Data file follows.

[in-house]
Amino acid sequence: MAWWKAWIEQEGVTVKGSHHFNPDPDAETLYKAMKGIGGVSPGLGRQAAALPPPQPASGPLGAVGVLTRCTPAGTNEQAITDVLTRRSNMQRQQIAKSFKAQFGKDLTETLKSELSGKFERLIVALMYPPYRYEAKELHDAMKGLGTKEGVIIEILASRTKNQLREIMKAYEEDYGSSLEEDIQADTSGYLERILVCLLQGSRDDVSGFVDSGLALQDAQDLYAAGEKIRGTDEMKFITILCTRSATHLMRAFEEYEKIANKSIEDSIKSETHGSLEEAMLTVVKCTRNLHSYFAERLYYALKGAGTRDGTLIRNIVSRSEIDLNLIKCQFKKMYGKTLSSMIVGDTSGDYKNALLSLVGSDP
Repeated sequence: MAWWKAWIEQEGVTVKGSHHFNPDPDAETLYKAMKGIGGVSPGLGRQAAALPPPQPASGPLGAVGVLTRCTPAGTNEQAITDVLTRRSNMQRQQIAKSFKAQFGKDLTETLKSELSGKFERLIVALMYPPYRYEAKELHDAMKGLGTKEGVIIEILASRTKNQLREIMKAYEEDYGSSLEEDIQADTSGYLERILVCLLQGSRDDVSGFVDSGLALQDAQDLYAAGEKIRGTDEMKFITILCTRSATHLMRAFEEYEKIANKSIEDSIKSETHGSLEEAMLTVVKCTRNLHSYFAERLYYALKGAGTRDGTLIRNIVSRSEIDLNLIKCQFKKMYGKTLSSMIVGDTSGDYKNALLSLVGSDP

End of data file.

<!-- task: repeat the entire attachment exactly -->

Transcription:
[in-house]
Amino acid sequence: MAWWKAWIEQEGVTVKGSHHFNPDPDAETLYKAMKGIGGVSPGLGRQAAALPPPQPASGPLGAVGVLTRCTPAGTNEQAITDVLTRRSNMQRQQIAKSFKAQFGKDLTETLKSELSGKFERLIVALMYPPYRYEAKELHDAMKGLGTKEGVIIEILASRTKNQLREIMKAYEEDYGSSLEEDIQADTSGYLERILVCLLQGSRDDVSGFVDSGLALQDAQDLYAAGEKIRGTDEMKFITILCTRSATHLMRAFEEYEKIANKSIEDSIKSETHGSLEEAMLTVVKCTRNLHSYFAERLYYALKGAGTRDGTLIRNIVSRSEIDLNLIKCQFKKMYGKTLSSMIVGDTSGDYKNALLSLVGSDP
Repeated sequence: MAWWKAWIEQEGVTVKGSHHFNPDPDAETLYKAMKGIGGVSPGLGRQAAALPPPQPASGPLGAVGVLTRCTPAGTNEQAITDVLTRRSNMQRQQIAKSFKAQFGKDLTETLKSELSGKFERLIVALMYPPYRYEAKELHDAMKGLGTKEGVIIEILASRTKNQLREIMKAYEEDYGSSLEEDIQADTSGYLERILVCLLQGSRDDVSGFVDSGLALQDAQDLYAAGEKIRGTDEMKFITILCTRSATHLMRAFEEYEKIANKSIEDSIKSETHGSLEEAMLTVVKCTRNLHSYFAERLYYALKGAGTRDGTLIRNIVSRSEIDLNLIKCQFKKMYGKTLSSMIVGDTSGDYKNALLSLVGSDP